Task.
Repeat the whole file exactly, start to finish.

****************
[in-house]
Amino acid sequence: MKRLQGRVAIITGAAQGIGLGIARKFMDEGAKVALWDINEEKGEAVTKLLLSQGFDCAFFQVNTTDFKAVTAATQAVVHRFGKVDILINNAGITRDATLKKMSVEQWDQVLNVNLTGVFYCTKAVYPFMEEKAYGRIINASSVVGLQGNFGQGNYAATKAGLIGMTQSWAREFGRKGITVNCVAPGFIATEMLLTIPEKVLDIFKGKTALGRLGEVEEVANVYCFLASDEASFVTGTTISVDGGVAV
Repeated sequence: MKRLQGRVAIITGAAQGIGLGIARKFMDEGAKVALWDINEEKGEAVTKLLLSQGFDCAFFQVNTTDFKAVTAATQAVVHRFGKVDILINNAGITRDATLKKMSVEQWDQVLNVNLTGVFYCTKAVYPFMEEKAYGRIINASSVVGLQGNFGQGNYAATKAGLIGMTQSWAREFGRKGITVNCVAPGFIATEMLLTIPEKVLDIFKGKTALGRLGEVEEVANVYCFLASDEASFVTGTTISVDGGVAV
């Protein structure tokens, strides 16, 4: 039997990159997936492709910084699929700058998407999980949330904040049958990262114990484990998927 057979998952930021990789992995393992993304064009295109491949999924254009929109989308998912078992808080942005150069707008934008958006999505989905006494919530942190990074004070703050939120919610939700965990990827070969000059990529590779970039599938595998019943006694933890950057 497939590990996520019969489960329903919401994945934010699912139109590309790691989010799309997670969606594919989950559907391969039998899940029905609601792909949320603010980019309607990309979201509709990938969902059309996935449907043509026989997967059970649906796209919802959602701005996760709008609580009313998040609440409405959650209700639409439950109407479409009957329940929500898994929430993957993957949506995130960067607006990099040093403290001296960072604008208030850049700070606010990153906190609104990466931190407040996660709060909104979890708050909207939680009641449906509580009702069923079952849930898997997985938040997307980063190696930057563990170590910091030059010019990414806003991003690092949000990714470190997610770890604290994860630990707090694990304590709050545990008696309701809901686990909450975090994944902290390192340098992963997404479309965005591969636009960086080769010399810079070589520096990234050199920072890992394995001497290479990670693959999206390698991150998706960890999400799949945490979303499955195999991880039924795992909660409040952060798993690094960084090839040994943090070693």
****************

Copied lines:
[in-house]
Amino acid sequence: MKRLQGRVAIITGAAQGIGLGIARKFMDEGAKVALWDINEEKGEAVTKLLLSQGFDCAFFQVNTTDFKAVTAATQAVVHRFGKVDILINNAGITRDATLKKMSVEQWDQVLNVNLTGVFYCTKAVYPFMEEKAYGRIINASSVVGLQGNFGQGNYAATKAGLIGMTQSWAREFGRKGITVNCVAPGFIATEMLLTIPEKVLDIFKGKTALGRLGEVEEVANVYCFLASDEASFVTGTTISVDGGVAV
Repeated sequence: MKRLQGRVAIITGAAQGIGLGIARKFMDEGAKVALWDINEEKGEAVTKLLLSQGFDCAFFQVNTTDFKAVTAATQAVVHRFGKVDILINNAGITRDATLKKMSVEQWDQVLNVNLTGVFYCTKAVYPFMEEKAYGRIINASSVVGLQGNFGQGNYAATKAGLIGMTQSWAREFGRKGITVNCVAPGFIATEMLLTIPEKVLDIFKGKTALGRLGEVEEVANVYCFLASDEASFVTGTTISVDGGVAV
């Protein structure tokens, strides 16, 4: 039997990159997936492709910084699929700058998407999980949330904040049958990262114990484990998927 057979998952930021990789992995393992993304064009295109491949999924254009929109989308998912078992808080942005150069707008934008958006999505989905006494919530942190990074004070703050939120919610939700965990990827070969000059990529590779970039599938595998019943006694933890950057 497939590990996520019969489960329903919401994945934010699912139109590309790691989010799309997670969606594919989950559907391969039998899940029905609601792909949320603010980019309607990309979201509709990938969902059309996935449907043509026989997967059970649906796209919802959602701005996760709008609580009313998040609440409405959650209700639409439950109407479409009957329940929500898994929430993957993957949506995130960067607006990099040093403290001296960072604008208030850049700070606010990153906190609104990466931190407040996660709060909104979890708050909207939680009641449906509580009702069923079952849930898997997985938040997307980063190696930057563990170590910091030059010019990414806003991003690092949000990714470190997610770890604290994860630990707090694990304590709050545990008696309701809901686990909450975090994944902290390192340098992963997404479309965005591969636009960086080769010399810079070589520096990234050199920072890992394995001497290479990670693959999206390698991150998706960890999400799949945490979303499955195999991880039924795992909660409040952060798993690094960084090839040994943090070693």